HOLA TAMALES!

We love a good, authentic tamale. In Atlanta, this isn’t entirely easy to come by. We’ve tried them at many restaurants, and have definitely found a couple that we’d happily eat again, but it is always something we wanted to try making ourselves.

Since we aren’t traveling or eating out these days, now was the time to try. Last weekend Robert went to the Buford Highway Farmers Market (BHFM) and raided the Mexican foods aisle in preparation for our first tamale making adventure!

This is an all day project. The pork should slow cook for 4 – 5 hours to really get tender and easy to shred. The corn husks also need to soak for 2 hours. The rest comes together really easily. So, while this is time consuming, it’s not difficult. Just plan to enjoy the process.

For the Pork and Corn Husks

  • 2 1/2 lb pork butt cut into 2 inch pieces
  • 2 cups chicken broth or stock
  • 3 garlic cloves, minced
  • 1/2 cup chopped white or yellow onion
  • 1 tsp ground cumin
  • Mesquite or Smoky BBQ spice rub (or any all-purpose spice mix)
  • 2 bay leaves
  • Salt and pepper
  • 1 16 oz bag of corn husks

Pour the chicken stock into a crockpot and set to high. Stir in the garlic, onion, cumin salt and pepper.

Season the pork cubes with the mesquite or BBQ spice all over and then add to the crockpot. Top with the bay leaves and give it a quick stir to combine. Let cook for 4 – 5 hours or until the meat is tender and easily shreds with a fork.

Two hours before the meat is done, start soaking your corn husks in hot water. I suggest cleanning out your sink and using this to soak. Otherwise a large pot will do. Put a plate or heavy pot lid on top to keep the husks submerged. After two hours – remove the husks from the water, drain and pat dry with paper towels.

When the pork is tender, strain it from the broth – reserve the broth in a bowl! – and then shred the meat with forks. Set aside.

For the Sauce

  • 3 dried guajillo chile peppers
  • 3 dried ancho chile peppers
  • 1 jalapeno
  • 1 serrano
  • 1 large onion, halved
  • 2 garlic cloves, peeled, smashed
Red Sauce before blending

Remove the stems and seeds from the dried peppers and add to a medium pot. Destem the jalapeno and serrano peppers – you can also remove the seeds and ribs if you want a more mild heat. Add to the pot. Add the onion and garlic, too, and then add just enough water to cover the ingredients. Bring to a boil. Reduce heat to a strong simmer and let cook for 15 minutes. Then turn off heat and let cook to room temperature.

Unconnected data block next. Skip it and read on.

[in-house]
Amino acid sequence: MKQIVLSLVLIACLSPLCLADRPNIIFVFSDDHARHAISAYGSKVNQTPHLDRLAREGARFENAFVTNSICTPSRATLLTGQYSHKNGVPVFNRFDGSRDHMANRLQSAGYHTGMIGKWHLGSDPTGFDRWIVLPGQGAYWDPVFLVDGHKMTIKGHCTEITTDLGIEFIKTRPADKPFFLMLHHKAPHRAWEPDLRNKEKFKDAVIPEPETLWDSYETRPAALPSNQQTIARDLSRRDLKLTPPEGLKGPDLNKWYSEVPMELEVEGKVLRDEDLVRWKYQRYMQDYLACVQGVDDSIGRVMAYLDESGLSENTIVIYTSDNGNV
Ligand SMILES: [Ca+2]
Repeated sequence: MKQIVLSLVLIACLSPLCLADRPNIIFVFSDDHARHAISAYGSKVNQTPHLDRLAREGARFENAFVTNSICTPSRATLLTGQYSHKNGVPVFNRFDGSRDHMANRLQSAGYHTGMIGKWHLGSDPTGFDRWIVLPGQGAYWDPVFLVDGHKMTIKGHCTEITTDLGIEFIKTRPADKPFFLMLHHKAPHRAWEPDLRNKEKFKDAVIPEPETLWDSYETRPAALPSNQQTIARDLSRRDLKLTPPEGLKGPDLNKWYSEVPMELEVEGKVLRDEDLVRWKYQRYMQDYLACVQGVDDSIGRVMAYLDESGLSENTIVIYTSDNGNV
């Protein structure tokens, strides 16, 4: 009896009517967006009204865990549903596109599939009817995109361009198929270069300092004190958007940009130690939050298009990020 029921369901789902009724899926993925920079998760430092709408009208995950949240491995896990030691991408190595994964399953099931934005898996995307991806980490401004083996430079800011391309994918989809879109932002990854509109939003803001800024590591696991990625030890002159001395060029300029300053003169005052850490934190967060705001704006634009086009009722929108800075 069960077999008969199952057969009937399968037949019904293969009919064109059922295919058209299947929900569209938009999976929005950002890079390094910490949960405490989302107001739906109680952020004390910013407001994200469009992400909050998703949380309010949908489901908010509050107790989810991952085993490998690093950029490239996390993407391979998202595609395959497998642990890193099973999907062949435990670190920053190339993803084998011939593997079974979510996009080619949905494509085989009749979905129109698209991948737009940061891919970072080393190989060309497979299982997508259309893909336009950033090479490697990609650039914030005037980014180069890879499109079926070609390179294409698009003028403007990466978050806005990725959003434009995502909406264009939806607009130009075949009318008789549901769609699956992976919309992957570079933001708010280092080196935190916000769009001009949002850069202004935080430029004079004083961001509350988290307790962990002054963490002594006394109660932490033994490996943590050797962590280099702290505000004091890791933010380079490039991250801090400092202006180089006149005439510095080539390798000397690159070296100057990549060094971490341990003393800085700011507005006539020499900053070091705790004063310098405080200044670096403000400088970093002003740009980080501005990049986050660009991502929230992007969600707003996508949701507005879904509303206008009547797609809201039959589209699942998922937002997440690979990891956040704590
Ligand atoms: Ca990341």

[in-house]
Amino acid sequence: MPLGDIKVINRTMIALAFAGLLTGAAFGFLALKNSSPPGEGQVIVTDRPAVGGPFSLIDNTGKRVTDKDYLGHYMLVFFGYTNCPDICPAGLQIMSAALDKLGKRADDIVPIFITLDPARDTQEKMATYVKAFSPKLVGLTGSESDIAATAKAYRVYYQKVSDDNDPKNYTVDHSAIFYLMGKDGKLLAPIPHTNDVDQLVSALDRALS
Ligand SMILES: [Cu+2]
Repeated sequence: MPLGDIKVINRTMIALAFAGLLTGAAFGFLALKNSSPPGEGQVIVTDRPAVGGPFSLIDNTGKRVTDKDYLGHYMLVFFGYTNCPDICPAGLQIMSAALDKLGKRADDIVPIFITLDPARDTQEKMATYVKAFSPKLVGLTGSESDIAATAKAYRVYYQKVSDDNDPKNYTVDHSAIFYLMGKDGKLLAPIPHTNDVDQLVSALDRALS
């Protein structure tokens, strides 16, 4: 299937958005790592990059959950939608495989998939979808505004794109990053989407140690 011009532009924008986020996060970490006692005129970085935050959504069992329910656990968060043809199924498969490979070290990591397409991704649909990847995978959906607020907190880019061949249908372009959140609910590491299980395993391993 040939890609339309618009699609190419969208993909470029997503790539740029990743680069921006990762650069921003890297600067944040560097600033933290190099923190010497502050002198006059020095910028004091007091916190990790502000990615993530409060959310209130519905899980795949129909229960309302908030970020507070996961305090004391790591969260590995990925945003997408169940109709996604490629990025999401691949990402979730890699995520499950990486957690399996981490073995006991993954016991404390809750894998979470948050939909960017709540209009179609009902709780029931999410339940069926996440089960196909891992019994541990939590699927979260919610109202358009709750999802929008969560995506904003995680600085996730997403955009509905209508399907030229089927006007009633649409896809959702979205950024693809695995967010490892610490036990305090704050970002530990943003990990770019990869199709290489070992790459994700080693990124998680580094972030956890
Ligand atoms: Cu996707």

Once cool, strain and add the ingredients to your blender. Or back into the pot if you have an immersion blender (stick blender) to use. Puree until smooth. Then strain the sauce to make sure it’s not got any lumps. Season with salt and pepper to taste. Set aside.

For the Masa

  • 2 1/2 cups of lard or manteca
  • 2 1/4 cups of masa mix
  • Reserved meat broth from the pork (should have about 4 cups)
  • The red sauce you just made
  • Salt and pepper

Measure out the lard or manteca, then add to a small pot and melt over medium low heat.

In a large mixing bowl, combine the masa, salt and pepper and mix well.

At this point you are going to start adding the lard, broth and sauce to the masa mixture. You will keep adding a little at a time until the masa is combined, moist, sticks together and is easily spreadable on the corn husks.

Start by adding about 1 cup of the lard and 2 cups of the broth. Mix well with a wooden spoon. Add 3 – 4 tablespoons of the red sauce. Pour the rest of the sauce into the pork and mix to combine.

Now, lightly flour your hands, becasue the rest of this mixing needs to be done by hand and not with that spoon. Start working the dough, continue adding broth and lard about 1/2 cup at a time until it reaches the consistency you want. You may not use all the lard.

As you fill your husks, you may have to add more broth if the mixture starts to firm up, so keep the remaining broth handy.

Put the Tamales together and prepare to steam!

You’ll need a steamer, tamale pot or similar contraption to steam the folded tamales. We used my large stock pot, put a bowl in the bottom and set my steamer basket on top. Then a coffee mug on top of that to prop the tamales against. Worked like a charm!

Take a corn husk with the smooth side up and spoon about 2 tablespoons of the masa mixture on the husk. Smooth out to create a thin layer of the masa on the husk. Top with 2 tablespoons of the pork down the center. Then fold the husk over to create a delicious little masa/pork envelope. Think ‘tuck and roll’. Then fold the long end of the husk underneath. Repeat.

Stack the tamales up until you’re done rolling them all and then add them to the steamer pot, standing upright if possible, folded end down. Cover the top with the remaining husks to help keep the moisture in and cover with a lid. Note: if your lid doesn’t fit (ours didn’t) cover with the remaining husks and then aluminum foil.

Steam the tamales for 1 1/2 to 2 hours or until they easily release from the husks.

The Fresh Chile Co.’s Pure Green is perfect with tamales!

For serving, I really enjoy a great verde salsa with tamales. You can definitely make your own, but there are also a lot of amazing options out there to purchase.

My current favorite is the Pure Green Chile Roast from “The Fresh Chile Co.” Their sauces and salsas are amazing!

I hope you will enjoy your next food adventure as much as we enjoyed this one!

But I always felt that I’d rather be provincial hot-tamale than soup without seasoning

F. Scott Fitzgerald

Published by Elizabeth Escalante

Freckles. Food. Travel. Dachshunds.

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